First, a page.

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HTTP(S) proxy server in Crystal in less than 50 lines of code

mamantoha profile image Anton Maminov ・4 min read

The purpose of this tutorial is to implement a proxy server for HTTP and HTTPS in pure Crystal.

Handling of HTTP is a matter of parsing request, passing such request to the destination server, reading response, and passing it back to the client.

HTTPS is different as it'll use a technique called HTTP CONNECT tunneling. At first, the client sends a request using HTTP CONNECT method to set up the tunnel between the client and destination server. When such a tunnel consisting of two TCP connections is ready, the client starts a regular TLS handshake with the destination server to establish a secure connection and later send requests and receive responses.

All we need for that is a built-in Crystal HTTP server and client from HTTP module.

HTTP

To support HTTP we will use a built-in HTTP server and client. The role of the proxy is to handle HTTP requests, pass a request to the desired destination, and send a response back to the client.

HTTP Proxy

HTTP CONNECT tunneling

If a client wants to use HTTPS to talk to the server. The client is aware of using a proxy. A simple HTTP request/response flow cannot be used since the client needs to establish a secure connection with the server (HTTPS). The technique which works is to use the HTTP CONNECT method.

In this mechanism, the client asks a proxy server to forward the TCP connection to the desired destination. The server then proceeds to make the connection on behalf of the client. Once the connection has been established by the server, the proxy server continues to proxy the TCP stream to and from the client. Only the initial connection request is HTTP - after that, the server simply proxies the established TCP connection.

HTTPS Proxy

Implementation

Keep in mind the presented code is not a production-grade solution.

require "http"

class HTTP::ProxyHandler
  include HTTP::Handler

  def call(context)
    case context.request.method
    when "CONNECT"
      handle_tunneling(context)
    else
      handle_http(context)
    end
  end

  private def handle_tunneling(context)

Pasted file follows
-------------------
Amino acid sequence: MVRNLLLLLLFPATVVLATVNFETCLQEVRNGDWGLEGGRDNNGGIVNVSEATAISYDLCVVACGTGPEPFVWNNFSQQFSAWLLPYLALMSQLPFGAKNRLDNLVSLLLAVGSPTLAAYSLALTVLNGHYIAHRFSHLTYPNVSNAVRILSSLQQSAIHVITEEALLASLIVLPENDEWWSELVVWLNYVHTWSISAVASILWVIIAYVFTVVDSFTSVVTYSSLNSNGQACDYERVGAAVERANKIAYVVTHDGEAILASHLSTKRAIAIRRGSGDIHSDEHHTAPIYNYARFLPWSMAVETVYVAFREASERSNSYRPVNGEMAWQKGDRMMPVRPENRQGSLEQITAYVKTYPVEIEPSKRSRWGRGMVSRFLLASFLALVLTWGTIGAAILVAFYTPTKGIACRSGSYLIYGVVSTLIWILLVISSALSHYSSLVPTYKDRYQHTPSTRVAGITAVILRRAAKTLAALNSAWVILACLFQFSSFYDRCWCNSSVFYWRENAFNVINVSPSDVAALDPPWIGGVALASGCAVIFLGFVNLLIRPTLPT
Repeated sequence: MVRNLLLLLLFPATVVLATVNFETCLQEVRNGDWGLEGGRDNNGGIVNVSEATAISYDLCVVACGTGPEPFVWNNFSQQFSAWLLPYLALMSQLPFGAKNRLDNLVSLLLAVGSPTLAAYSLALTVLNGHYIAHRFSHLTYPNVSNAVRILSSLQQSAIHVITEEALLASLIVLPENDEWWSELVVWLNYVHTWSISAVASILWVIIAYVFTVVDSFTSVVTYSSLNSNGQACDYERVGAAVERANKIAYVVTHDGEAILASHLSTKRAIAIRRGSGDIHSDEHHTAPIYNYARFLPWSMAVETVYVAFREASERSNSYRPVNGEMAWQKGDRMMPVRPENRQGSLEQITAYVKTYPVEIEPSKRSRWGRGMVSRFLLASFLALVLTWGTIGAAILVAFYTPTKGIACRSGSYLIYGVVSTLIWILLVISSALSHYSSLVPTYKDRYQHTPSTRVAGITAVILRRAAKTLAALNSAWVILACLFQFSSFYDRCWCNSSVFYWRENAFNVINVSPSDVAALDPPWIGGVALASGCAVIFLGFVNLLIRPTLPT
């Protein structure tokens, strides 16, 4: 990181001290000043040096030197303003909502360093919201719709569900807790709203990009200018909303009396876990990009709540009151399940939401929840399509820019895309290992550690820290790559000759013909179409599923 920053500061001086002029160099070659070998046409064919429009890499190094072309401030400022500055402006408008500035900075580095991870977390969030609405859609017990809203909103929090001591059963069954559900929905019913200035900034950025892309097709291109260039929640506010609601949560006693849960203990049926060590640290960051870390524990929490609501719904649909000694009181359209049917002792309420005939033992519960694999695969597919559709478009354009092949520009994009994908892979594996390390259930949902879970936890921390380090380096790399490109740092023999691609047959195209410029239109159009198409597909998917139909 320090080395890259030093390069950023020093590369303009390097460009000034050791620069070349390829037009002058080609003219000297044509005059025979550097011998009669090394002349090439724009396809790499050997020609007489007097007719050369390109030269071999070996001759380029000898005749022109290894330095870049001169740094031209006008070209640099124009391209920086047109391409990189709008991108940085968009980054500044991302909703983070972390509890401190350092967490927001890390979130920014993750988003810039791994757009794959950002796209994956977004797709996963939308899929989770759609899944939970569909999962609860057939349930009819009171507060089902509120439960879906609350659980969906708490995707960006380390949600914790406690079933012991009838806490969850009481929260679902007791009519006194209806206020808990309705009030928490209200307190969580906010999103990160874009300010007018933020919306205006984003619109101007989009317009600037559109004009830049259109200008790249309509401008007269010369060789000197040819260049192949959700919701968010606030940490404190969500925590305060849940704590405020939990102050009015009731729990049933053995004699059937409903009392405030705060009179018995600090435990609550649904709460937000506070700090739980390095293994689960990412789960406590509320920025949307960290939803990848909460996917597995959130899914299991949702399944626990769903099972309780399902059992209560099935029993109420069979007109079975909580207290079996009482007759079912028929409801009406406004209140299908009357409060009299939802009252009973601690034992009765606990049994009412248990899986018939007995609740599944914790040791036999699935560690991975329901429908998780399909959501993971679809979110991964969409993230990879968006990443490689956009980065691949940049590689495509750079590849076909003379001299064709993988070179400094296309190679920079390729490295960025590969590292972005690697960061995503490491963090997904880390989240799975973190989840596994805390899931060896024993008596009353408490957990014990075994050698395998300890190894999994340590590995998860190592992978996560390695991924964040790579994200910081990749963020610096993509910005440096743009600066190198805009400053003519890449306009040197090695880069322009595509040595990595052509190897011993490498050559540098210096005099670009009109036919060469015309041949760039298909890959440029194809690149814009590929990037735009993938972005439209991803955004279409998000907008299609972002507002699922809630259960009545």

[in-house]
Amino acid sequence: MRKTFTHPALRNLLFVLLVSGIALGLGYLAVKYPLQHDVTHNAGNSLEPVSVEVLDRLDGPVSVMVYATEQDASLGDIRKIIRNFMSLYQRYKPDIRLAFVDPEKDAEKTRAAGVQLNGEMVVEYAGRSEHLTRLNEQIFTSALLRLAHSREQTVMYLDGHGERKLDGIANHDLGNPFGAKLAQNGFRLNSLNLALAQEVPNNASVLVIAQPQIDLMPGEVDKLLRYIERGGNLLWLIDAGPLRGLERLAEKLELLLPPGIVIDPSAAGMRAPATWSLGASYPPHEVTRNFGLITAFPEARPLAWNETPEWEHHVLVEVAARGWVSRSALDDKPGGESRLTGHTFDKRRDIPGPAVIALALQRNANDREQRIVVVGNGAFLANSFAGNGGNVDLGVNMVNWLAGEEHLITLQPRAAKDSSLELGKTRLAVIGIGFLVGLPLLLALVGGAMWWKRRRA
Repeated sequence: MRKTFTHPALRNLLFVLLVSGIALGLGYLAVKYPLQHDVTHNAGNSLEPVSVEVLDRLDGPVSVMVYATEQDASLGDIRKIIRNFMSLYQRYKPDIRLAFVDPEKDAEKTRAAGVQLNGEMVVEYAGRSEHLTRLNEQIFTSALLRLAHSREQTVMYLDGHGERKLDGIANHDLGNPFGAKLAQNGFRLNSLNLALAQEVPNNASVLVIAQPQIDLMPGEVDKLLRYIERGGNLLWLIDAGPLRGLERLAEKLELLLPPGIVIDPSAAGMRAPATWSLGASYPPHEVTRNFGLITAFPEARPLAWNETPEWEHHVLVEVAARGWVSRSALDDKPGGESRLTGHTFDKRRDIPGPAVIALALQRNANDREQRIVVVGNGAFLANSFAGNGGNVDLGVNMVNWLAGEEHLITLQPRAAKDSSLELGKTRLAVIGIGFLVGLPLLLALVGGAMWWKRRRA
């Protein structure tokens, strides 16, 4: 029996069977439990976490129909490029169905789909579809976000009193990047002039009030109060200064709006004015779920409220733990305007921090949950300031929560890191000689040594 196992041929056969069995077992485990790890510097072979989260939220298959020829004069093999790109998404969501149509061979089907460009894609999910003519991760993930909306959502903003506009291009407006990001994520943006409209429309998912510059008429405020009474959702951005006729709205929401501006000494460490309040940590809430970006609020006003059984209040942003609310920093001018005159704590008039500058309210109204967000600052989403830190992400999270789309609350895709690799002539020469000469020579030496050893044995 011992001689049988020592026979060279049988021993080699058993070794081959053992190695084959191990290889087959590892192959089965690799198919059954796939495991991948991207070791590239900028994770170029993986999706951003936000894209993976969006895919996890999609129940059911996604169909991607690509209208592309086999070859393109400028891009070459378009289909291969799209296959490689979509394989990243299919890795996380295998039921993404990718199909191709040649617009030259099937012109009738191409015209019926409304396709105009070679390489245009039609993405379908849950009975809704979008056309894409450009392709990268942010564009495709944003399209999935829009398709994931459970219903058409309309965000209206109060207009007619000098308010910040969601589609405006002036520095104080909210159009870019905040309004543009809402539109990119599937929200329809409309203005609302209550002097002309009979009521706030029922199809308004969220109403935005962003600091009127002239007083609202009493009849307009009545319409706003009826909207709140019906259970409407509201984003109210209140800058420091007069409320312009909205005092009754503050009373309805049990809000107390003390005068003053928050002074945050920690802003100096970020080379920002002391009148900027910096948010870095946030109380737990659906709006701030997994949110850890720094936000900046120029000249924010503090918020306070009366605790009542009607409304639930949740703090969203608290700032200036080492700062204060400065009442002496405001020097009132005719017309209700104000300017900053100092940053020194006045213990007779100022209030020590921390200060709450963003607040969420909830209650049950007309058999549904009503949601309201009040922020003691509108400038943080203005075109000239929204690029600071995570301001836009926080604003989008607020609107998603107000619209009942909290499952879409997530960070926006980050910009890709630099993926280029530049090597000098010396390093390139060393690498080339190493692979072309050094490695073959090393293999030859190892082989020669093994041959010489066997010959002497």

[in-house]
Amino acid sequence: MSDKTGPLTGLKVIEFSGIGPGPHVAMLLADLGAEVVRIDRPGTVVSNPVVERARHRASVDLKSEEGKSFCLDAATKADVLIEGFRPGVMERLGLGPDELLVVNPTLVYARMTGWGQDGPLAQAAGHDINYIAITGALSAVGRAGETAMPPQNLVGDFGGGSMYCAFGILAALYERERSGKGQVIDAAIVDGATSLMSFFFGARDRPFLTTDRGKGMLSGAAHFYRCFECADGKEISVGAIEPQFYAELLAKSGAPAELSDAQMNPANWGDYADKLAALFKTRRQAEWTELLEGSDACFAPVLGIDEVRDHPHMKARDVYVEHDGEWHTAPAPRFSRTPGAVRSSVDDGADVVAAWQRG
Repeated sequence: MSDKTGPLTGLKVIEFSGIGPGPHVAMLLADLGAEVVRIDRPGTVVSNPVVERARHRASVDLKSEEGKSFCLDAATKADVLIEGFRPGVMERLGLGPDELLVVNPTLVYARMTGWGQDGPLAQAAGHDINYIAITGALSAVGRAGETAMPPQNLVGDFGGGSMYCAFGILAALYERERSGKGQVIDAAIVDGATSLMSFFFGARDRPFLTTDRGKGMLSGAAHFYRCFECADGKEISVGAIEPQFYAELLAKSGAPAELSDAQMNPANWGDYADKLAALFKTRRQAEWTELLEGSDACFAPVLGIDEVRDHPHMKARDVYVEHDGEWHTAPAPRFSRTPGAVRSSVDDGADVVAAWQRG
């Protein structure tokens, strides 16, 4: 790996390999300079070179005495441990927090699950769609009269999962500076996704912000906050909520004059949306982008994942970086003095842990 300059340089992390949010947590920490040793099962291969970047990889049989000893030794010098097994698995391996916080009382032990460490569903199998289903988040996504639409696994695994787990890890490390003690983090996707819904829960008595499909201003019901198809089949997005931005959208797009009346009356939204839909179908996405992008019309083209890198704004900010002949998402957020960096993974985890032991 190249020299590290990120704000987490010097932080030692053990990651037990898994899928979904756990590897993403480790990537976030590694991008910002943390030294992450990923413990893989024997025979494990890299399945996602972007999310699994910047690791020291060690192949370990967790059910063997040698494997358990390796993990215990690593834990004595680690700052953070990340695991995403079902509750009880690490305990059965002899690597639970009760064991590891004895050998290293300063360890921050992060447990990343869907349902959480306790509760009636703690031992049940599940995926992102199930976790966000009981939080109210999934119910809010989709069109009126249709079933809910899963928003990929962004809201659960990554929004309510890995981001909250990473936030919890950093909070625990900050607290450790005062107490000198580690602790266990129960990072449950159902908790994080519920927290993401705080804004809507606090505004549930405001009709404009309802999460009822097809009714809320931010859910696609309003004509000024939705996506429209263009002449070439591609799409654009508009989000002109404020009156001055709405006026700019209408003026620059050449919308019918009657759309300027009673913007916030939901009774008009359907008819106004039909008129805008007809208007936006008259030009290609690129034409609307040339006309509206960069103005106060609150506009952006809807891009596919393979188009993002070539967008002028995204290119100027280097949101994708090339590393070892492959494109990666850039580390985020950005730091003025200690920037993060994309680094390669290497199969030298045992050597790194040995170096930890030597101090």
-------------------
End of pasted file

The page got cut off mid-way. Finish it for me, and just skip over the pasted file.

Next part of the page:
host, port = context.request.resource.split(":", 2)
    upstream = TCPSocket.new(host, port)

    context.response.upgrade do |downstream|
      channel = Channel(Nil).new(2)

      downstream = downstream.as(TCPSocket)
      downstream.sync = true

      spawn do
        transfer(upstream, downstream, channel)
        transfer(downstream, upstream, channel)
      end

      2.times { channel.receive }
    end
  end

  private def transfer(destination, source, channel)
    spawn do
      IO.copy(destination, source)
    rescue ex
      Log.error(exception: ex) { "Unhandled exception on HTTP::ProxyHandler" }
    ensure
      channel.send(nil)
    end
  end

  private def handle_http(context)
    uri = URI.parse(context.request.resource)
    client = HTTP::Client.new(uri)
    response = client.exec(context.request)

    context.response.headers.merge!(response.headers)
    context.response.status_code = response.status_code
    context.response.puts(response.body)
  end
end

proxy_handler = HTTP::ProxyHandler.new
server = HTTP::Server.new([proxy_handler])
address = server.bind_tcp(8080)
puts "Listening on http://#{address}"
server.listen

Our server while getting a request will take one of two paths:

  • handling HTTP
  • handling HTTP CONNECT tunneling.

This is done with:

def call(context)
  case context.request.method
  when "CONNECT"
    handle_tunneling(context)
  else
    handle_http(context)
  end
end

Function to handle HTTP — handle_http is self-explanatory so let's focus on handling tunneling.

The first part of handle_tunneling is about setting connection to destination server:

host, port = context.request.resource.split(":", 2)
upstream = TCPSocket.new(host, port)

All the magic happens inside the upgrade handler block:

context.response.upgrade do |downstream|
  ...
end

Once we've two TCP connections (client → proxy, proxy → destination server) we need to set tunnel up:

transfer(upstream, downstream, channel)
transfer(downstream, upstream, channel)

Next, we spawning two fibers and waiting for data are copied in two directions: from the client to the destination server and backward.

A buffered channel of capacity 2 is used to communicate that both fibers ended. So execution goes to the main fiber.

More info about Crystal concurrency you can find in the official documentation

And finally, we run our proxy server.

proxy_handler = HTTP::ProxyHandler.new
server = HTTP::Server.new([proxy_handler])
address = server.bind_tcp(8080)
puts "Listening on http://#{address}"
server.listen

The above code will initialize a server with our proxy handler.
The port of the HTTP server is set by using the method bind_tcp on the object HTTP::Server (the port set to 8080).

For more information, check HTTP::Server documentation

Testing

To test our proxy you can use e.g. Chromium:

chromium-browser --proxy-server=http://localhost:8080

or curl:

curl -Lv --proxy http://localhost:8080 https://httpbin.org/get

Testing the Proxy speeds on my DigitalOcean instance:

Speedtest

Happy Crystalling!

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